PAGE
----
What Is TOAST (and Why It Isn’t Enough for Data Compression in Postgres)

What Is TOAST (and Why It Isn’t Enough for Data Compression in Postgres)

If you’re working with large databases in Postgres, this story will sound familiar. As your Postgres database keeps growing, your performance starts to decline, and you begin to worry about storage space—or, to be precise, how much you’ll pay for it. You love PostgreSQL, but there’s something you wish you had: a highly effective data compression mechanism.

PostgreSQL does have somewhat of a compression mechanism: TOAST 🍞. In this post, we’ll walk you through how Postgres TOAST works and the different TOASTing strategies.

As much as we enjoy a good TOAST, we’ll discuss why this is not the kind of compression feature you need for reducing the storage footprint of modern large databases—and how, as the PostgreSQL enthusiasts that we are here at Timescale, we decided to build a more suitable compression mechanism for PostgreSQL, inspired by the columnar design of NoSQL databases. 

What Is Postgres TOAST?

Even if it might reduce the size of datasets, TOAST (The Oversized Attribute Storage Technique) is not your traditional data compression mechanism. To understand what TOAST is, we have to start by talking about how data is stored in PostgreSQL

Postgres’ units of storage are called pages, and these have a fixed size (8 kB by default). Having a fixed page size gives Postgres many advantages, namely its data management simplicity, efficiency, and consistency, but it comes with a downside: some data values might not fit within that page. 

This is where TOAST comes in. TOAST refers to the automatic mechanism that PostgreSQL uses to efficiently store and manage values in Postgres that do not fit within a page. To handle such values, Postgres TOAST will, by default, compress them using an internal algorithm. If, after compression, the values are still too large, Postgres will move them to a separate table (called the TOAST table), leaving pointers in the original table. 

(As we’ll see later in this article, you can actually modify this strategy as a user, for example, by telling Postgres to avoid compressing data in a particular column.)

TOAST-able Data Types 

The data types that might be subjected to TOAST are primarily variable-length ones that have the potential to exceed the size limits of a standard PostgreSQL page. On the other hand, fixed-length data types, like integer, float, or  timestamp, are not subjected to TOAST since they fit comfortably within a page. 

Some examples of data types that might be subjected to TOAST are: 

  • json and jsonb
  • Large text strings
  • varchar and varchar(n) (If the length specified in varchar(n) is small enough, then values of that column might always stay below the TOAST threshold.)
  • bytea storing binary data
  • Geometric data like path and polygon and PostGIS types like  geometry or geography

How Does Postgres TOAST Work? 

Understanding TOAST not only relates to the concept of page size but also to another Postgres storage concept: tuples. Tuples are rows in a PostgreSQL table. Typically, the TOAST mechanism kicks in if all fields within a tuple have a total size of over 2 kB approx.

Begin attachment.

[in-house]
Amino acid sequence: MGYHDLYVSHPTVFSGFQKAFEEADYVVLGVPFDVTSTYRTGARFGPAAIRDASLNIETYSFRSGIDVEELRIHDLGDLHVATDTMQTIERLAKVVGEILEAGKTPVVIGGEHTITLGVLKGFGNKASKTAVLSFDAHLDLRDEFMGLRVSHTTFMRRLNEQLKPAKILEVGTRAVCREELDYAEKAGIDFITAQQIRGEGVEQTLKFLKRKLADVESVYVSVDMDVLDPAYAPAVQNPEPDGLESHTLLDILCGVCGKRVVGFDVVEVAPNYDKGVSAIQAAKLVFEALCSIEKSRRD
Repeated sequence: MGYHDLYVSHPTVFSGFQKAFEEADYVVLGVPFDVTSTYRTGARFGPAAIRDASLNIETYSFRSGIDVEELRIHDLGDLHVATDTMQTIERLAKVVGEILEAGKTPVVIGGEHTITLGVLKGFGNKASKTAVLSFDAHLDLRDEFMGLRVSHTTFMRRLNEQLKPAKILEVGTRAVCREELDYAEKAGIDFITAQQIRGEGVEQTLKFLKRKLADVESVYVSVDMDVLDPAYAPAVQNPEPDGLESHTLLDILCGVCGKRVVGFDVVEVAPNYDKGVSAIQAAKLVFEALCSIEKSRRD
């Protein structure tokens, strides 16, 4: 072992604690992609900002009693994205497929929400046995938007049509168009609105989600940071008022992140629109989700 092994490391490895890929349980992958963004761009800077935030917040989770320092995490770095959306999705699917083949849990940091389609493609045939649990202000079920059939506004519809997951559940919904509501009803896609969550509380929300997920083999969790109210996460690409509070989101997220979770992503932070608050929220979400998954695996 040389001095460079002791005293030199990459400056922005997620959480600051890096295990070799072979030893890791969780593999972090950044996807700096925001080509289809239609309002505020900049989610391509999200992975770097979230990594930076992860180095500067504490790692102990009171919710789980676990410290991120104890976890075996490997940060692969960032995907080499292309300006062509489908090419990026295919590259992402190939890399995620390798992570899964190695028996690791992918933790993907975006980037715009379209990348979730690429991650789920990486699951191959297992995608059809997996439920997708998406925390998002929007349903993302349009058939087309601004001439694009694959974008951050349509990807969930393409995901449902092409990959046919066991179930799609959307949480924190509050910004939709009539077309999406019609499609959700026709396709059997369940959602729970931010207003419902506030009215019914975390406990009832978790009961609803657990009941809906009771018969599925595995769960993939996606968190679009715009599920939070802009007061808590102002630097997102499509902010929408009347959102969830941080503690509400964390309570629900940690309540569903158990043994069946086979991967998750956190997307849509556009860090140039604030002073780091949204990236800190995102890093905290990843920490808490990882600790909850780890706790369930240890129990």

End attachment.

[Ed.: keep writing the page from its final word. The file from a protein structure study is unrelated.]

If you’ve been paying attention, you might be wondering, “Wait, but the page size is around 8 kB—why this overhead?” That’s because PostgreSQL likes to ensure it can store multiple tuples on a single page: if tuples are too large, fewer tuples fit on each page, leading to increased I/O operations and reduced performance.

Postgres also needs to keep free space to fit additional operational data: each page stores not just the tuple data but also additional information for managing the data, such as item identifiers, headers, and transaction information. 

So, when the combined size of all fields in a tuple exceeds approximately 2 kB (or the TOAST threshold parameter, as we’ll see later), PostgreSQL takes action to ensure that the data is stored efficiently. TOAST handles this in two primary ways:

  1. Compression. PostgreSQL can compress the large field values within the tuple to reduce their size using a compression algorithm that we’ll cover later in this article. By default, if compression is sufficient to bring the tuple's total size below the threshold, the data will remain in the main table, albeit in a compressed format.
  2. Out-of-line storage. If compression alone isn't effective enough to reduce the size of the large field values, Postgres moves them to a separate TOAST table. This process is known as "out-of-line" storage because the original tuple in the main table doesn’t hold the large field values anymore. Instead, it contains a "pointer" or reference to the location of the large data in the TOAST table. 

(We’re simplifying things slightly for the purpose of this article—read the PostgreSQL documentation for a full detailed view.

The Postgres Compression Algorithm: pglz 

We’ve mentioned that TOAST can compress large values in PostgreSQL. But which compression algorithm is PostgreSQL using, and how effective is it? 

The pglz (PostgreSQL Lempel-Ziv) is the default internal compression algorithm used by PostgreSQL specifically tailored for TOAST. Here’s how it works in very simple terms:

  • pglz tries to avoid repeated data. When it sees repeated data, instead of writing the same thing again, it just points back to where it wrote it before. This "avoiding repetition" helps in saving space.